Phantom Of The Paradise is a 1974 movie/grammatical disaster that took Phantom Of The Opera, Faust, and The Picture Of Dorian Gray and adapted them into a story that revolves around a rock music concert hall. The soundtrack features plenty of terrible rock and disco, and the titular character looks like a plague-masked former member of Daft Punk currently touring with Meatloaf.
20th Century Fox
After snorting an equal ratio of cocaine to snow in Canada.
This is the type of train wreck not even a genius director could save -- especially not the one who shot this disaster in the first place. The Phantom Of The Paradise was actually directed by a young Brian De Palma, who would've probably needed to move back in with his parents if he hadn't made Carrie right after.
Somehow, Phantom flopped ... except in Winnipeg, Canada's answer to Cleveland. The film played in Winnipeg for four months, despite closing after a week pretty much everywhere else on the planet. It's unclear how the movie managed to thrive in only one city, aside from the obvious explanation that the movie's funky tunes let people groove themselves warm during the 10 months of the year that the city is a frozen wasteland.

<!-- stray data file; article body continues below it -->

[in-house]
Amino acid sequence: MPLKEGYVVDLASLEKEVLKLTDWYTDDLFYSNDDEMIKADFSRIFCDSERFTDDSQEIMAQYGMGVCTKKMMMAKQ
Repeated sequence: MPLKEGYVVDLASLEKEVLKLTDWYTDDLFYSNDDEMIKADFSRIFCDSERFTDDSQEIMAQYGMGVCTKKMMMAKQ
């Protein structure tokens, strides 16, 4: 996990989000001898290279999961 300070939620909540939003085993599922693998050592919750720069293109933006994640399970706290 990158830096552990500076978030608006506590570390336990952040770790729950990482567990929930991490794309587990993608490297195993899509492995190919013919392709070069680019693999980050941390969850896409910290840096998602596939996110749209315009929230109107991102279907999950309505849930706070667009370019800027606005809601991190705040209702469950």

Garrick Two Cinema
Incidentally, 108,830 is the maximum number of Winnipeggers who are sober at any given time.
The best actual explanation anyone can offer is that seeing the movie somehow became an essential adolescent social experience, like sneaking out to see The Rocky Horror Picture Show or trying to negotiate a handjob in the back row of a slasher flick. Whatever the cause, the movie was such a hit in Winnipeg that it's been able to maintain a cultural footprint and become a cult classic. Winnipeggers pushed the official soundtrack into gold status in Canada by snatching up 20,000 copies. Then the star, Paul Williams, came and played a concert in Winnipeg not long after the movie finally closed there and got immediately mobbed by fans.
To this day, the legend of Phantom Of The Paradise persists. The movie's made irregular returns to Winnipeg theaters, there's a documentary about its phenomenon, and there have even been Phantom fan conventions, presumably held without a trace of irony.
"DIGNITY ALREADY SOLD OUT!"
While it would be fascinating to explore more deeply the phenomenon of a rock 'n' roll opera becoming a quasi-religion in a random Canadian city, any further investigation would require a visit to Winnipeg itself, which means this will remain a mystery forevermore.
Mark is on Twitter, has a book, and is huge in Romania.
Also check out 7 Things From America That Are Insanely Popular Overseas and 4 Types of Music That Are Bizarrely Popular Overseas.
Subscribe to our YouTube channel, and check out The 6 Most Surreal Celebrity Endorsements, and other videos you won't see on the site!
Also, follow us on Facebook, and we'll follow you everywhere.